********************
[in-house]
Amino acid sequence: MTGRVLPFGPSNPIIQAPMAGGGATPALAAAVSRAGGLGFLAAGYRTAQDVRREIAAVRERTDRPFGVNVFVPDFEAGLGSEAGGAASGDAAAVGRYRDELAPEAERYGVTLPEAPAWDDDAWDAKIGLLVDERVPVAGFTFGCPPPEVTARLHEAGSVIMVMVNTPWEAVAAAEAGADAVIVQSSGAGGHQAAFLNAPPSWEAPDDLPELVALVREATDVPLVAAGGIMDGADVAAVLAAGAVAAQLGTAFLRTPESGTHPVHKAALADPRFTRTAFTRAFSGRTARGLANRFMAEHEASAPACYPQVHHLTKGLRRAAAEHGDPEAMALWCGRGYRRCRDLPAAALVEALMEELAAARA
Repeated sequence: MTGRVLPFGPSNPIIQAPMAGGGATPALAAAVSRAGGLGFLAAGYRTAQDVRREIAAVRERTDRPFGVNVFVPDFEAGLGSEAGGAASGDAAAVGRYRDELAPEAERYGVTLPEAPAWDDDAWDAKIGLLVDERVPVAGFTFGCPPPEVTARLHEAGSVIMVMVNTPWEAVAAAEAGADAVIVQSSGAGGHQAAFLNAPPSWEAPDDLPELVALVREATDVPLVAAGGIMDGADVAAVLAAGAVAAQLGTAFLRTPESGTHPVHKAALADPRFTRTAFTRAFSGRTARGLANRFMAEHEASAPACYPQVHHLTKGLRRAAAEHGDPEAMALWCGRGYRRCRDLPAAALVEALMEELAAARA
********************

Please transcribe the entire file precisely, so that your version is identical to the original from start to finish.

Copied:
[in-house]
Amino acid sequence: MTGRVLPFGPSNPIIQAPMAGGGATPALAAAVSRAGGLGFLAAGYRTAQDVRREIAAVRERTDRPFGVNVFVPDFEAGLGSEAGGAASGDAAAVGRYRDELAPEAERYGVTLPEAPAWDDDAWDAKIGLLVDERVPVAGFTFGCPPPEVTARLHEAGSVIMVMVNTPWEAVAAAEAGADAVIVQSSGAGGHQAAFLNAPPSWEAPDDLPELVALVREATDVPLVAAGGIMDGADVAAVLAAGAVAAQLGTAFLRTPESGTHPVHKAALADPRFTRTAFTRAFSGRTARGLANRFMAEHEASAPACYPQVHHLTKGLRRAAAEHGDPEAMALWCGRGYRRCRDLPAAALVEALMEELAAARA
Repeated sequence: MTGRVLPFGPSNPIIQAPMAGGGATPALAAAVSRAGGLGFLAAGYRTAQDVRREIAAVRERTDRPFGVNVFVPDFEAGLGSEAGGAASGDAAAVGRYRDELAPEAERYGVTLPEAPAWDDDAWDAKIGLLVDERVPVAGFTFGCPPPEVTARLHEAGSVIMVMVNTPWEAVAAAEAGADAVIVQSSGAGGHQAAFLNAPPSWEAPDDLPELVALVREATDVPLVAAGGIMDGADVAAVLAAGAVAAQLGTAFLRTPESGTHPVHKAALADPRFTRTAFTRAFSGRTARGLANRFMAEHEASAPACYPQVHHLTKGLRRAAAEHGDPEAMALWCGRGYRRCRDLPAAALVEALMEELAAARA